A field of sorghum in the Chinese countryside.
August 16, 2018

Despite its fame (or infamy) among visitors to China, baijiu, typically enjoyed during special occasions or as a show of hospitality, has remained a mystery to most spirit lovers in the West. Still, there are those, like Jim Boyce, a Canadian blogger and consultant based in Beijing, who are determined to expand the liquor’s popularity across the globe. He dreamed up World Baijiu Day, celebrated on Aug. 9. Now in its fourth year, the festival features baijiu-inspired drinks and foods in 30 cities from New York to Melbourne.

More favorable reviews of baijiu by Westerners have called it funky, with a rotting, sweet fruit flavor and a touch of nuttiness. Some types have an aroma similar to soy sauce. The complex flavor arises from a production process that has been passed down from generation to generation over thousands of years.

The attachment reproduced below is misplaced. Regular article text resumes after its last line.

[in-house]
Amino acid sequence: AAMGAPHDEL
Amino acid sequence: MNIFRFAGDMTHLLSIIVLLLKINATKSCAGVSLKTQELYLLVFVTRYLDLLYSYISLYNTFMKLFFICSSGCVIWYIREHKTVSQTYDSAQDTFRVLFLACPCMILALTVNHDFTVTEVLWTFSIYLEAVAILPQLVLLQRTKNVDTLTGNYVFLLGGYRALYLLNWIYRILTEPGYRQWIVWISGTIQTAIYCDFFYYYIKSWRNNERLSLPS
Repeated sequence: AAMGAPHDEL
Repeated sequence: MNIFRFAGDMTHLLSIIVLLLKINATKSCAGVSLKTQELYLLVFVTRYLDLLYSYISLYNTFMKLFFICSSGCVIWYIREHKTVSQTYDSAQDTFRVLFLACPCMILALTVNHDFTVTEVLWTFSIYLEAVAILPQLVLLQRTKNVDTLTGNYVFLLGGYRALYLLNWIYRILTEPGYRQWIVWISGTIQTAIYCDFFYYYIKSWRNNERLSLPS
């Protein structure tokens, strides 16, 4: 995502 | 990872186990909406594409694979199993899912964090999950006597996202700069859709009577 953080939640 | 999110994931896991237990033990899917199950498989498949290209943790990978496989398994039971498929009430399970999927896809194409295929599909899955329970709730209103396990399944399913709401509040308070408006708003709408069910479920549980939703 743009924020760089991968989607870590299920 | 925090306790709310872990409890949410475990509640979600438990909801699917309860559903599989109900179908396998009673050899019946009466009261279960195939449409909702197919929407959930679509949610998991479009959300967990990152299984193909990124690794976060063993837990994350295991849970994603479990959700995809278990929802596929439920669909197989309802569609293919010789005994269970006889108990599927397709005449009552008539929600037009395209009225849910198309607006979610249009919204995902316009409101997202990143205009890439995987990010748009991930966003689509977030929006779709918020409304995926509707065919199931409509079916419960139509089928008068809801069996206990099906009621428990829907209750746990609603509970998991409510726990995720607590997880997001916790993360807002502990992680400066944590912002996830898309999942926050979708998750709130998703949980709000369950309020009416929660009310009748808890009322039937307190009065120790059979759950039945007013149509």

Baijiu is made by fermenting cooked sorghum, and occasionally other grains, along with a starter called jiuqu (“jiu” for alcohol and “qu” for koji, a fungus used to make soy sauce, miso, and sake). Jiuqu is a brick of crushed wheat, barley, and sometimes peas, and it is key to the process. It grows microorganisms such as yeast and fungi under certain temperature and humidity conditions. When these organisms come in contact with grains like sorghum, they secrete enzymes that break down macromolecules in the grains and produce baijiu’s complex flavor. And of course, the yeast produce ethanol.

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